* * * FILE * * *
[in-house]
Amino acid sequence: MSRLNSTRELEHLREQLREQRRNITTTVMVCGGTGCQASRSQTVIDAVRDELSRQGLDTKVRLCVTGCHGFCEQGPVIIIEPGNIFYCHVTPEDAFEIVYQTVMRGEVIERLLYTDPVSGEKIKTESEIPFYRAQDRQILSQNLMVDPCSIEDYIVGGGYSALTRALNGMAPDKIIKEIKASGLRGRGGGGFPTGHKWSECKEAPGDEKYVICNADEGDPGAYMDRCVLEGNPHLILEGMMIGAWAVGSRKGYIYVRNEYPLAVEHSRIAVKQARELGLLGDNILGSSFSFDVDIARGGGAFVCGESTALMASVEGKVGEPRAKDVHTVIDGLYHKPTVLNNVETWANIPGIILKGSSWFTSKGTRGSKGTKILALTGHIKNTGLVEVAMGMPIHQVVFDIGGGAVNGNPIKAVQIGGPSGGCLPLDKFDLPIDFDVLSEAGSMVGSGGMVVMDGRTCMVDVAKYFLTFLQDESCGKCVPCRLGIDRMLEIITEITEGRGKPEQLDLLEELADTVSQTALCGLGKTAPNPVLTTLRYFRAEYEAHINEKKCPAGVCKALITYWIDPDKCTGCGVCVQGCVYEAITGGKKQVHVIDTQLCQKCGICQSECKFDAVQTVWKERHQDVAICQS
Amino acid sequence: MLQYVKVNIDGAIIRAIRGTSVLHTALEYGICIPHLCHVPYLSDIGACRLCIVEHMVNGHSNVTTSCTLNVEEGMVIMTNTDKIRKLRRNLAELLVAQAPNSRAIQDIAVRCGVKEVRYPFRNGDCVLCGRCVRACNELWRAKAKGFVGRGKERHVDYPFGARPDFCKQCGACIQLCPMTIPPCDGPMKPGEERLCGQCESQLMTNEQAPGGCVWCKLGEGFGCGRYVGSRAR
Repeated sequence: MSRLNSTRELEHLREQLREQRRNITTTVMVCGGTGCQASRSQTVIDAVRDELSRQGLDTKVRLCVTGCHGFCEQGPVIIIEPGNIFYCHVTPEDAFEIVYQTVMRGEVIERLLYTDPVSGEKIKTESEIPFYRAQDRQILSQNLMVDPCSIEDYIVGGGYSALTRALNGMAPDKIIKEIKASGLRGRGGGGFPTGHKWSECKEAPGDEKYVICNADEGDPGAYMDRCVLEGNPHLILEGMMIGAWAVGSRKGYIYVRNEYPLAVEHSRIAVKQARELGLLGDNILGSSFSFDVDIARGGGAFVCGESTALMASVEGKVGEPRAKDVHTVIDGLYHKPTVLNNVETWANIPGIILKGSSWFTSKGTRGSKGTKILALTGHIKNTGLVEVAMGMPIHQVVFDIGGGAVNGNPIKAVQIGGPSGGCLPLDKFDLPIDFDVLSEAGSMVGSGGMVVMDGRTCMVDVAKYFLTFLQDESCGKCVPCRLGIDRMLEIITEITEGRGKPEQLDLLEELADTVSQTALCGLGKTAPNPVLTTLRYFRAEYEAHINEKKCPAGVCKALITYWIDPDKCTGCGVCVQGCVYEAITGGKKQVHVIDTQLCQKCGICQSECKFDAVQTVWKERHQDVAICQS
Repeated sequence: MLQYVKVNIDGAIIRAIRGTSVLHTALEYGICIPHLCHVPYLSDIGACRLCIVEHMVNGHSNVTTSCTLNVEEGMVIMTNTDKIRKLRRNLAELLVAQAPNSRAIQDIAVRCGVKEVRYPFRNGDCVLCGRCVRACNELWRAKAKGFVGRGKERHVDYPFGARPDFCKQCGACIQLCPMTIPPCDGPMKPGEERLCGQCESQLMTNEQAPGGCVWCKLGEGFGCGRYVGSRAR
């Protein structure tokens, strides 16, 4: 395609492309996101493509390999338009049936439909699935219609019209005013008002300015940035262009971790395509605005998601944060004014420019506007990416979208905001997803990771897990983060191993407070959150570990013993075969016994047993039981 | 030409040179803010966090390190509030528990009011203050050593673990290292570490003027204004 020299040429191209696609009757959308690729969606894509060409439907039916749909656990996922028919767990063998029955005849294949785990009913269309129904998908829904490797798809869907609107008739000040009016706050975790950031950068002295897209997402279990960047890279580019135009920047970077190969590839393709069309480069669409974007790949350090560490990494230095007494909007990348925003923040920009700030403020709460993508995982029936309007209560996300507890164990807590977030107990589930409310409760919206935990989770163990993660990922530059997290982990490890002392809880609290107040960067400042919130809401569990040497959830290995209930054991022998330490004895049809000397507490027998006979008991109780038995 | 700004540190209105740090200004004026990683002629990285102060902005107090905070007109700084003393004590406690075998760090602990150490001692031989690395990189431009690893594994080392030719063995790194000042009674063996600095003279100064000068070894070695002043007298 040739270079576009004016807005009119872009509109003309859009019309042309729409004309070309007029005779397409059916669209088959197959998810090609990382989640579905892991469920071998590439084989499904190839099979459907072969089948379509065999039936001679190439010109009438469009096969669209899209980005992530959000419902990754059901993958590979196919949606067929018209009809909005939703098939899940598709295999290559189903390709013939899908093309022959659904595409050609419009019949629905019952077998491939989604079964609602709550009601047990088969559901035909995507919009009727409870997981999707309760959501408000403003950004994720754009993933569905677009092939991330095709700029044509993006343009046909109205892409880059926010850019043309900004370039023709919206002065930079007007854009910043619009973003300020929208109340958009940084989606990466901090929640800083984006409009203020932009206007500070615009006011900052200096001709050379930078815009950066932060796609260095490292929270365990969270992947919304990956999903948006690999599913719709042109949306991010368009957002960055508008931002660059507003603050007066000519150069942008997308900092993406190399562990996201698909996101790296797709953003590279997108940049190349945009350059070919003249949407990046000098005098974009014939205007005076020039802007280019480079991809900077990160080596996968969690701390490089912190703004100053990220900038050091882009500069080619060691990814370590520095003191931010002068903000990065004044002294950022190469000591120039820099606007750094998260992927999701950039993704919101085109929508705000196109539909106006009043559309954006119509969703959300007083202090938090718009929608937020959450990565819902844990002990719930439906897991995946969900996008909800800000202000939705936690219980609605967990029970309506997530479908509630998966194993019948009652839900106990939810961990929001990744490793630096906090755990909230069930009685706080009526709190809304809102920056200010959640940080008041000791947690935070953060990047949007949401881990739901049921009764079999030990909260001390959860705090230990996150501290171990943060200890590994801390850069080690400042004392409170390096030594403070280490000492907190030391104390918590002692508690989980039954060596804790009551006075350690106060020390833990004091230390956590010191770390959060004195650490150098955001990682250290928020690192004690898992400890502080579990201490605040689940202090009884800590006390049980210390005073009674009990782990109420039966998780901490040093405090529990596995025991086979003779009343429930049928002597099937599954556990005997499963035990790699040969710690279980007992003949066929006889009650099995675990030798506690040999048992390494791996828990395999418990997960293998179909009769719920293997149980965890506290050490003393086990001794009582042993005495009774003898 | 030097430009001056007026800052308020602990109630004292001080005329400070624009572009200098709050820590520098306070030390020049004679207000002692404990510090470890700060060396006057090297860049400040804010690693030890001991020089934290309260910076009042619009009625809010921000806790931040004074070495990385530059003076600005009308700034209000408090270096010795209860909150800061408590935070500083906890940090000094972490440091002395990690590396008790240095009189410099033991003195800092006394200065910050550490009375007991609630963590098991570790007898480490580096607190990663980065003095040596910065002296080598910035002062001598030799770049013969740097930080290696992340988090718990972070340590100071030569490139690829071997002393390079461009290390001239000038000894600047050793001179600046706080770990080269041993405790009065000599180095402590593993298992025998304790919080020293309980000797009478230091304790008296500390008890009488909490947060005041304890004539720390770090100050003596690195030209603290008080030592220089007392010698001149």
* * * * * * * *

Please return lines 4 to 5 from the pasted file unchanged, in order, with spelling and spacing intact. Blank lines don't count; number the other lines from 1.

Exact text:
Repeated sequence: MSRLNSTRELEHLREQLREQRRNITTTVMVCGGTGCQASRSQTVIDAVRDELSRQGLDTKVRLCVTGCHGFCEQGPVIIIEPGNIFYCHVTPEDAFEIVYQTVMRGEVIERLLYTDPVSGEKIKTESEIPFYRAQDRQILSQNLMVDPCSIEDYIVGGGYSALTRALNGMAPDKIIKEIKASGLRGRGGGGFPTGHKWSECKEAPGDEKYVICNADEGDPGAYMDRCVLEGNPHLILEGMMIGAWAVGSRKGYIYVRNEYPLAVEHSRIAVKQARELGLLGDNILGSSFSFDVDIARGGGAFVCGESTALMASVEGKVGEPRAKDVHTVIDGLYHKPTVLNNVETWANIPGIILKGSSWFTSKGTRGSKGTKILALTGHIKNTGLVEVAMGMPIHQVVFDIGGGAVNGNPIKAVQIGGPSGGCLPLDKFDLPIDFDVLSEAGSMVGSGGMVVMDGRTCMVDVAKYFLTFLQDESCGKCVPCRLGIDRMLEIITEITEGRGKPEQLDLLEELADTVSQTALCGLGKTAPNPVLTTLRYFRAEYEAHINEKKCPAGVCKALITYWIDPDKCTGCGVCVQGCVYEAITGGKKQVHVIDTQLCQKCGICQSECKFDAVQTVWKERHQDVAICQS
Repeated sequence: MLQYVKVNIDGAIIRAIRGTSVLHTALEYGICIPHLCHVPYLSDIGACRLCIVEHMVNGHSNVTTSCTLNVEEGMVIMTNTDKIRKLRRNLAELLVAQAPNSRAIQDIAVRCGVKEVRYPFRNGDCVLCGRCVRACNELWRAKAKGFVGRGKERHVDYPFGARPDFCKQCGACIQLCPMTIPPCDGPMKPGEERLCGQCESQLMTNEQAPGGCVWCKLGEGFGCGRYVGSRAR